11. November 2015
Controlling tunnelling in methane loss from acetone ions by deuteration
If a ball is rolled up a hill with less kinetic energy than the potential energy at the top, it will return eventually, and stays bound in the valley. Tunnelling is a distinctly quantum mechanical phenomenon, in which such balls can magically cross the hill, and appear in the neighbouring valley, as if going through a tunnel. In order for this to happen with a non-negligible probability, the ball has to be small and the barrier, i.e. the hill, sharp. Electrons tunnel in numerous applications, such as scanning tunnelling microscopy (STM). Protons are much larger and unlikely to tunnel, but when they do in our DNA, it can lead to spontaneous mutation. In the acetone cation, CH3COCH3+, a hydrogen atom from one methyl group can move over to the other one, leading to the formation of methane, CH4. The barrier to this process, however, is higher than breaking a C–C bond, meaning that it can only take place by tunnelling. At the imaging Photoelectron Photoion Coincidence (iPEPICO) endstation of the VUV beamline, we could show evidence of such H-atom tunnelling. When hydrogens are exchanged for deuterium atoms, made of a proton, a neutron and electron, and approximately twice as heavy as hydrogen, the tunnelling probabilities plummet, and the methane channel is suppressed quantitatively.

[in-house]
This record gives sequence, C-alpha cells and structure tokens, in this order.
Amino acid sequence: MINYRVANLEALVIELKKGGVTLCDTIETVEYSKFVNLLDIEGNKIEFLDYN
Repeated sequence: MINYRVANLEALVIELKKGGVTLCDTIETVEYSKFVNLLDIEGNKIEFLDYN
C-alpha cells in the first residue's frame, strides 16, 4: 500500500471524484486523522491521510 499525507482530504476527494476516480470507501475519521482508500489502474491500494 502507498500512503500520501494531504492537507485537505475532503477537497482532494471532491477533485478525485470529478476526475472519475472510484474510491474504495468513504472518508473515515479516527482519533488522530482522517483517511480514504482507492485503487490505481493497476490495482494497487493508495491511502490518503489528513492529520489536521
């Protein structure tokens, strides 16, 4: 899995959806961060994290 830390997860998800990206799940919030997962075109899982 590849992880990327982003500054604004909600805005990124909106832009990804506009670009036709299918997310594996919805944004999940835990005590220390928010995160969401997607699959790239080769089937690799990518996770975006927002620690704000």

Hydrogen atoms are light and can tunnel through a barrier. Tunnelling can be quenched by substituting them with deuterium, a twice as heavy isotope of H.
Original PublicationControlling tunnelling in methane loss from acetone ions by deuteration
A. Bodi, T. Baer, N. K. Wells, D. Fakhoury, D. Klecyngier and J. P. Kercher
Physical Chemistry Chemical Physics 17, 28505–28509, published online: 5 Aug 2015, in print: 21 Nov 2015
ContactDr Andras Bodi
Laboratory for Catalysis and Sustainable Chemistry
Swiss Light Source, Paul Scherrer Institute
5232 Villigen PSI, Switzerland
Phone: +41 56 310 4471, e-mail: firstname.lastname@example.org